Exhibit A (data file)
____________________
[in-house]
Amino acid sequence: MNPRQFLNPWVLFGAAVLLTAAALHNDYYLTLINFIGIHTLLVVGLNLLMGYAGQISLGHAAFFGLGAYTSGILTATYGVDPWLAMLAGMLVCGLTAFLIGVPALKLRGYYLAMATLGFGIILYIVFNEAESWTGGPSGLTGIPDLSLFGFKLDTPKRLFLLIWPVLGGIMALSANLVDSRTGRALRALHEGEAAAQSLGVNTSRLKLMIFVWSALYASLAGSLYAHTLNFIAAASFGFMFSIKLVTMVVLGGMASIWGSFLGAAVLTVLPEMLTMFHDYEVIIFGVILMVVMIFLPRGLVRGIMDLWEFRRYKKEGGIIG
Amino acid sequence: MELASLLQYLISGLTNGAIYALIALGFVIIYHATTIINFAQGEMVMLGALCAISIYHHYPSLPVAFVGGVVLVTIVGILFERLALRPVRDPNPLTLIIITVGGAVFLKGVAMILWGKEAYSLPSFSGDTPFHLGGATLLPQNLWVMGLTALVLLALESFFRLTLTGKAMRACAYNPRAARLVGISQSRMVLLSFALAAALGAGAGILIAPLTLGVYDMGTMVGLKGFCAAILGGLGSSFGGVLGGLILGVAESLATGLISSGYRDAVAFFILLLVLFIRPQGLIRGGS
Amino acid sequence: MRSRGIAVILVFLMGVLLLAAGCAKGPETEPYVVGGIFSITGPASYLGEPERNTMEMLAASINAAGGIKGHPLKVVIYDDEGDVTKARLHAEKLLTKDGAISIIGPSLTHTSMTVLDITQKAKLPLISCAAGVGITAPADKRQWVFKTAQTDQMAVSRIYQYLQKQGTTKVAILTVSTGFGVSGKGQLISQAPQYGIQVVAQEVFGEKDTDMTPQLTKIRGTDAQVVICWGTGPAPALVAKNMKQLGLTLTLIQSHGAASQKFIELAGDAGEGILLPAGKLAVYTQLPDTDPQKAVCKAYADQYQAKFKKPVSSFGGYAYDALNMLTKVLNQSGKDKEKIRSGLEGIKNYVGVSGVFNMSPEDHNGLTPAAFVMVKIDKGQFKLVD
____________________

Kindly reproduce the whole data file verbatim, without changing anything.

[in-house]
Amino acid sequence: MNPRQFLNPWVLFGAAVLLTAAALHNDYYLTLINFIGIHTLLVVGLNLLMGYAGQISLGHAAFFGLGAYTSGILTATYGVDPWLAMLAGMLVCGLTAFLIGVPALKLRGYYLAMATLGFGIILYIVFNEAESWTGGPSGLTGIPDLSLFGFKLDTPKRLFLLIWPVLGGIMALSANLVDSRTGRALRALHEGEAAAQSLGVNTSRLKLMIFVWSALYASLAGSLYAHTLNFIAAASFGFMFSIKLVTMVVLGGMASIWGSFLGAAVLTVLPEMLTMFHDYEVIIFGVILMVVMIFLPRGLVRGIMDLWEFRRYKKEGGIIG
Amino acid sequence: MELASLLQYLISGLTNGAIYALIALGFVIIYHATTIINFAQGEMVMLGALCAISIYHHYPSLPVAFVGGVVLVTIVGILFERLALRPVRDPNPLTLIIITVGGAVFLKGVAMILWGKEAYSLPSFSGDTPFHLGGATLLPQNLWVMGLTALVLLALESFFRLTLTGKAMRACAYNPRAARLVGISQSRMVLLSFALAAALGAGAGILIAPLTLGVYDMGTMVGLKGFCAAILGGLGSSFGGVLGGLILGVAESLATGLISSGYRDAVAFFILLLVLFIRPQGLIRGGS
Amino acid sequence: MRSRGIAVILVFLMGVLLLAAGCAKGPETEPYVVGGIFSITGPASYLGEPERNTMEMLAASINAAGGIKGHPLKVVIYDDEGDVTKARLHAEKLLTKDGAISIIGPSLTHTSMTVLDITQKAKLPLISCAAGVGITAPADKRQWVFKTAQTDQMAVSRIYQYLQKQGTTKVAILTVSTGFGVSGKGQLISQAPQYGIQVVAQEVFGEKDTDMTPQLTKIRGTDAQVVICWGTGPAPALVAKNMKQLGLTLTLIQSHGAASQKFIELAGDAGEGILLPAGKLAVYTQLPDTDPQKAVCKAYADQYQAKFKKPVSSFGGYAYDALNMLTKVLNQSGKDKEKIRSGLEGIKNYVGVSGVFNMSPEDHNGLTPAAFVMVKIDKGQFKLVD